Authored by Janelle Montgomery, CottonInfo Regional Extension Officer.
Dr Roger Coles from QUT was recently in the Moree district recording the calls of an important beneficial organism of cotton – the insectivorous (insect-eating) bat.
Insectivorous bats play an important role on cotton farms, controlling insect numbers (including a range of pest species like heliothis moths and beetles) by eating 50 to 70 per cent of their body weight in insects each night. However, due to their small size, nocturnal behaviour and cryptic roosting habits, these valuable mammals are rarely seen by growers, so their value to the farm is easily unrecognised.
The bats are relatively long lived for a small mouse-sized mammal, from 5 to 10 years in nature. Reproduction is slow with most species giving birth to a single young once a year. Many bat species live in tree hollows (or under bark) in the remnant vegetation. Some can be found in buildings such as sheds, also under bridges or in culverts. Insectivorous bats will live in a wide variety of tree hollows (where they roost during the day), including dead trees, at least until they fall over. Dead broken limbs on river red gums are popular, and it depends on the size of bat, the time of year (for breeding) and they have to compete with birds and possums as well. Importantly, it takes years for trees to develop hollows, in fact some trees don't develop hollows until they're well over 100 years old, so maintaining remnant vegetation is crucial.
All insectivorous bats use ultrasonic ‘echolocation’ for navigation when flying, including insect prey location. Echolocation is a biological sonar system, and in this case, bats can determine the distance and location of objects using high pitched sound. When they are flying and hunting in the air, they produce rapid sequences of very brief sound pulses through their mouth (in some species the nose is used). Then they listen for any reflected sound returning as echoes. The ability to use echolocation allows insectivorous bats to move around in pitch darkness and behave like miniature aerial acrobats. They navigate, hunt, catch insects on the wing, identify friends and enemies, and avoid obstacles – very clever stuff!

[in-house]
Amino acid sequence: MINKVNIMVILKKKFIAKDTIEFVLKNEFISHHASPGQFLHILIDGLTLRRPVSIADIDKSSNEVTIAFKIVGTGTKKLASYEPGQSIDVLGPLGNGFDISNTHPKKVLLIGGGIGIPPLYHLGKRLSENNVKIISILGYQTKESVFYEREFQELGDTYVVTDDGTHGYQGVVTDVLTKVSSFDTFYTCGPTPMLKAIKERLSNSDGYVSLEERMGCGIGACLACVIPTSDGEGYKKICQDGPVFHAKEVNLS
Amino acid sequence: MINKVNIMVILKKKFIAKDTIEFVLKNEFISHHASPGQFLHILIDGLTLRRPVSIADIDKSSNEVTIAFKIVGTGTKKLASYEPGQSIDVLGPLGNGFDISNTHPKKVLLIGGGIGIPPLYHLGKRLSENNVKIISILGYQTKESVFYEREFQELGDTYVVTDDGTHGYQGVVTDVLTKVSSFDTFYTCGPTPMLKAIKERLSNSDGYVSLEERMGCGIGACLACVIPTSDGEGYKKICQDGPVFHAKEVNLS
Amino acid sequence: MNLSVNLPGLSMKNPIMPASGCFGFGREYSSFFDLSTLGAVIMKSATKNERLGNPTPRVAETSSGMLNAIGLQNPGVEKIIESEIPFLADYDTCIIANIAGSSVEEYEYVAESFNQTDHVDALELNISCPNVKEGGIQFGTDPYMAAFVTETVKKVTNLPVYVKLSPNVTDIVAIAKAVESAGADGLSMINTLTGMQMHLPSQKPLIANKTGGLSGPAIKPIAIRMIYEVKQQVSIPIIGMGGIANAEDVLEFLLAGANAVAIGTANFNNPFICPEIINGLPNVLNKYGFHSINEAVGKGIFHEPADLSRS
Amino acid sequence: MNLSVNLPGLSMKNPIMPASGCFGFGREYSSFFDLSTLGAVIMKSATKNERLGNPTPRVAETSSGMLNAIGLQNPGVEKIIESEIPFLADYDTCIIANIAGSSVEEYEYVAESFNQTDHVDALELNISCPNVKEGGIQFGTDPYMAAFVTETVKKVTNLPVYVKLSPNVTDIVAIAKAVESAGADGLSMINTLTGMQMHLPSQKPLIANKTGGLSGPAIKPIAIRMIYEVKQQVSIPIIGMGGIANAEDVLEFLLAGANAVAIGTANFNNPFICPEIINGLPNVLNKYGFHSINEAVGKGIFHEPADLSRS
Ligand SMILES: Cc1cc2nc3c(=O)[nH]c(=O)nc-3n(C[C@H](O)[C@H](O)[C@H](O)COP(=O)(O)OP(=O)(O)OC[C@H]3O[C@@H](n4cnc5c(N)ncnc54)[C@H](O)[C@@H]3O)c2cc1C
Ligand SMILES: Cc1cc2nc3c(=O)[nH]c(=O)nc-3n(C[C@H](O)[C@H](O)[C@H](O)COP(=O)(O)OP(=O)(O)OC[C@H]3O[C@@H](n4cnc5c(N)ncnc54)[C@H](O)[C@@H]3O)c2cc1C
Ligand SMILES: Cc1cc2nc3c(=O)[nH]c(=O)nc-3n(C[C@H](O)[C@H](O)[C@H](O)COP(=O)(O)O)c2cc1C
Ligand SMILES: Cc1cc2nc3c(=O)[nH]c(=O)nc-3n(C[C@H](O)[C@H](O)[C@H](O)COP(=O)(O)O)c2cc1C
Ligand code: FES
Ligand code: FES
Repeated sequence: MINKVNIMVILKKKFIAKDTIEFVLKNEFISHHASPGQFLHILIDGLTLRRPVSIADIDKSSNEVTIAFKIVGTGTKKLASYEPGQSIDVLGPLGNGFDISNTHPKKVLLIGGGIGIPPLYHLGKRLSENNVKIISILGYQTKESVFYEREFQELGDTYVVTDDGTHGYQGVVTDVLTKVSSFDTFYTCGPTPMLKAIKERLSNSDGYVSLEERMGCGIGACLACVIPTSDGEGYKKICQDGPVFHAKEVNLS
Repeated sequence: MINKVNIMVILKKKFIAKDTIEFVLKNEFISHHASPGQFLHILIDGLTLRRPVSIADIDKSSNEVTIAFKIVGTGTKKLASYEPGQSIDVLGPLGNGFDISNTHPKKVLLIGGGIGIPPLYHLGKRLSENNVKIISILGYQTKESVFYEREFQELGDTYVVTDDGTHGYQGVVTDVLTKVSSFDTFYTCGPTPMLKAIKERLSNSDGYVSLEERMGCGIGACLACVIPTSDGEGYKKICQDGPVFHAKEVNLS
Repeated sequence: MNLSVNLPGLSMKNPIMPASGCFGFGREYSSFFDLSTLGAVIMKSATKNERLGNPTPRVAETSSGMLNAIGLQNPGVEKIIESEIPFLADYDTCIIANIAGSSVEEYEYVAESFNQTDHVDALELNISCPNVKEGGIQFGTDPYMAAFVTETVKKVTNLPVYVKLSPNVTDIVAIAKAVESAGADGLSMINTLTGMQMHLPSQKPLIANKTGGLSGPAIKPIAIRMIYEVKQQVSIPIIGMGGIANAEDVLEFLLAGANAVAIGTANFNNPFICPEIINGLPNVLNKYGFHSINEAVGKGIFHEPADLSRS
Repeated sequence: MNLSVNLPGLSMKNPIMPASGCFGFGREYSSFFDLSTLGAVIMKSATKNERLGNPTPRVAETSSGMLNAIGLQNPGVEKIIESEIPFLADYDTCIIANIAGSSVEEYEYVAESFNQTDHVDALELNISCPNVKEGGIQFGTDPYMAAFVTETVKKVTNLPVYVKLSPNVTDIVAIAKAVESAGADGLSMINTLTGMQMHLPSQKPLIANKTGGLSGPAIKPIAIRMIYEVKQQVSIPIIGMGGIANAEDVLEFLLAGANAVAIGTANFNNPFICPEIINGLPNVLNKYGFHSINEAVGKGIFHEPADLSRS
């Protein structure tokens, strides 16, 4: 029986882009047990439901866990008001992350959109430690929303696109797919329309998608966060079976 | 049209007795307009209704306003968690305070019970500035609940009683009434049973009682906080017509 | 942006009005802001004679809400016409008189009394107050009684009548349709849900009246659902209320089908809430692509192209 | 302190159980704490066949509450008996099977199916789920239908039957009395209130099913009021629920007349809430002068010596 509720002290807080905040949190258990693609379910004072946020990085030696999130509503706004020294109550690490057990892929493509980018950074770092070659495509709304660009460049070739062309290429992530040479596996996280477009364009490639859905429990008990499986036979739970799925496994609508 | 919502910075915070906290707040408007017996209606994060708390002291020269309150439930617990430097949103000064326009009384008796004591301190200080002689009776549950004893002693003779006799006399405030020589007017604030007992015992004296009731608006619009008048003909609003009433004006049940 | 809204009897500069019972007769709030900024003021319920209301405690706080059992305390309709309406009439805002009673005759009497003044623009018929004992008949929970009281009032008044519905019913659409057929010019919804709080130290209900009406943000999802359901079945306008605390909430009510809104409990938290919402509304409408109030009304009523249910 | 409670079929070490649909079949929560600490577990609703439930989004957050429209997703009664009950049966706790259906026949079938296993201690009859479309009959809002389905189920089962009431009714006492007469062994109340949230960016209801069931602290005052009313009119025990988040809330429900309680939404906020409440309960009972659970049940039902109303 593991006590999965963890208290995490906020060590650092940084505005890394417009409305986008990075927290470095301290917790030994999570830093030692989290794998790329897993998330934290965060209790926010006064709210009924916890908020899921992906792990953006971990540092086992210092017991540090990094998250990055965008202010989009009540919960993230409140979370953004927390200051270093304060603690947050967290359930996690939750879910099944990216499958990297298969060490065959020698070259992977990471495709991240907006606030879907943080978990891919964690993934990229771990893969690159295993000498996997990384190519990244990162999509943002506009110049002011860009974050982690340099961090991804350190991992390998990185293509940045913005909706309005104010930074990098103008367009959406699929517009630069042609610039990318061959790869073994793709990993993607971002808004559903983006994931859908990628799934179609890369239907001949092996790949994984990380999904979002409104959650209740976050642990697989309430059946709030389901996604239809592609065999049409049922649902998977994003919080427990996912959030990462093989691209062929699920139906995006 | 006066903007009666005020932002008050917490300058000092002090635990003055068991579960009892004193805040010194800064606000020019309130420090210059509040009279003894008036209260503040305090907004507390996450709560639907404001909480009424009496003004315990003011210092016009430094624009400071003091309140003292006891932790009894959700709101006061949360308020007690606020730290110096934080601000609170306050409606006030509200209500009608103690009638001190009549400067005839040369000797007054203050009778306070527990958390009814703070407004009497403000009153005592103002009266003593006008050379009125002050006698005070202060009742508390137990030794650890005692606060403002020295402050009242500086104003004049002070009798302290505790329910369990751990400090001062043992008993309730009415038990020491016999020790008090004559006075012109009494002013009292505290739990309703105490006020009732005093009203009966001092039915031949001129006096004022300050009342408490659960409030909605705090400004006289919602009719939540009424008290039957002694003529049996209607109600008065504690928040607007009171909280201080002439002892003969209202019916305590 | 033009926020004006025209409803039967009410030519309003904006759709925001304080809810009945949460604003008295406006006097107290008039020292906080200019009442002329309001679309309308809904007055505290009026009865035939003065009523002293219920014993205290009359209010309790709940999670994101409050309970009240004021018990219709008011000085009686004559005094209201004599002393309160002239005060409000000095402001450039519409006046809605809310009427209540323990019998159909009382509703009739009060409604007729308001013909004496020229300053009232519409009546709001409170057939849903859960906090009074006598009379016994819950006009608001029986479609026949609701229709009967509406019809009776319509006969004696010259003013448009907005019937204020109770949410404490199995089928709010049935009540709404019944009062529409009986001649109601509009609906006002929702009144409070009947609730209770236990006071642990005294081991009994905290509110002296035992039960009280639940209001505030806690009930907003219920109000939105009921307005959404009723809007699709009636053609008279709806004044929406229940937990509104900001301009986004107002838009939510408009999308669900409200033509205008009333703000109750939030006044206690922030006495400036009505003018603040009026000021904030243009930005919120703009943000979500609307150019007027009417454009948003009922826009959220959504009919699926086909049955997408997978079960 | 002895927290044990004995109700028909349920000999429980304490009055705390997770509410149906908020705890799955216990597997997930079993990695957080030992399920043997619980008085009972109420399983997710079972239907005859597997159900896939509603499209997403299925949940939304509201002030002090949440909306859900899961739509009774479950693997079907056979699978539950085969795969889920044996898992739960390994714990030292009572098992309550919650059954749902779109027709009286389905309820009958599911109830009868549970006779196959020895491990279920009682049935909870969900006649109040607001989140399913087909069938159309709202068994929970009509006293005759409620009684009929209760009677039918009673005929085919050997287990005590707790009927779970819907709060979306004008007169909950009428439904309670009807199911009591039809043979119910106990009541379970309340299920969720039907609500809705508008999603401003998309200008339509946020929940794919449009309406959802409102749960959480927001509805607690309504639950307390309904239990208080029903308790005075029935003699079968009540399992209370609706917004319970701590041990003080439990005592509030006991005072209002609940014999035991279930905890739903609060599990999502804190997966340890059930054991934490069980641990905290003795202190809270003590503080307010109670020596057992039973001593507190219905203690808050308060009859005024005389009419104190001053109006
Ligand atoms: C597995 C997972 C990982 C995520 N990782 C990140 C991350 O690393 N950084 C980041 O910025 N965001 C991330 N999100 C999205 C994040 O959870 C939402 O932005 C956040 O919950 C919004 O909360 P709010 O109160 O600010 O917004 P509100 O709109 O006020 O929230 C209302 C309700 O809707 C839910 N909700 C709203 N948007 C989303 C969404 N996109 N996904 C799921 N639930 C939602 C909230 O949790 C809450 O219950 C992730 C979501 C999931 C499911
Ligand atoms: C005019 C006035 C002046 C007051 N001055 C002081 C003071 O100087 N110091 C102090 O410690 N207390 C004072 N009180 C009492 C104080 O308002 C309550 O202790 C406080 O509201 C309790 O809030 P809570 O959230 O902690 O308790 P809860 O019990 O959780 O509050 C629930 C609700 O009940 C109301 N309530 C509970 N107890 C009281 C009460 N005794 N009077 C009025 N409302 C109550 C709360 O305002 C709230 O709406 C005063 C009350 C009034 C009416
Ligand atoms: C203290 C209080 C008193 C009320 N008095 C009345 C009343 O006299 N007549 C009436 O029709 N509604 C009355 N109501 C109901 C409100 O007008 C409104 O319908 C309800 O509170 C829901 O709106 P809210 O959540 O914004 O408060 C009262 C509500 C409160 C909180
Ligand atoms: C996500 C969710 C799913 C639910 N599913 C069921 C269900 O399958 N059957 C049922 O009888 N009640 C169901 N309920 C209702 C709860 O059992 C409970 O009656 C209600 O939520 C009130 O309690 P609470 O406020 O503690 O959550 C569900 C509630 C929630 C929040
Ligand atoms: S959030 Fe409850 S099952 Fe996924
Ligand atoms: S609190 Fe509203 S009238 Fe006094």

It’s only been through pretty innovative equipment that we can detect and record these echolocation calls from flying bats, as well as being able to translate the sounds into something that we can hear and also see on a computer screen. The technology has advanced so much that we can now survey for insectivorous bats based on their echolocation sounds in flight rather than necessarily having to capture them for identification.
Dr Coles (pictured) is working as part of the Cotton Landcare Tech-Innovations 2021 project* that is investigating the biodiversity of insect eating bats (and birds) which live in the remnant vegetation on farms adjoining cotton fields and finding those species which hunt for insects over growing cotton. He is looking at the number of different bat species there are (the biodiversity), along with how common each species is, all by recording and analysing their echolocation signals.
To make this approach work, there are differences (sound signatures) that can be recognised between the echolocation calls used by the 16 or so bat species that live in and around the cotton growing areas in New South Wales and Queensland. However in some cases bats have very similar signals so it can be difficult distinguishing the different species. To try to solve this problem, part of the study that Dr Coles is involved with, is to develop a more effective technique to identify bat species by the sounds they use for echolocation. This is being done using computer-based AI (artificial intelligence).
To be more specific, the team of researchers at QUT is working on an advanced machine learning technique known as a neural network. The idea is to use computers to automatically recognise the bat signals to tell what species is present. They do this by ‘training’ (and testing) the computer with the reference recordings (known bat species signals) that we already have as a call library. New recordings of ‘unidentified flying objects’ made at night on farms are then loaded into the computer and it sorts through them ‘intelligently’ to tell you which echolocating bat species you are likely to have. Eventually it is planned to make this process accessible to farmers on their properties as it happens during each night. So the QUT team is also developing a small stand alone device (called an embedded microprocessor) which will do everything in the field: detect bats flying around, identify which species and send the information to the farmer via the internet!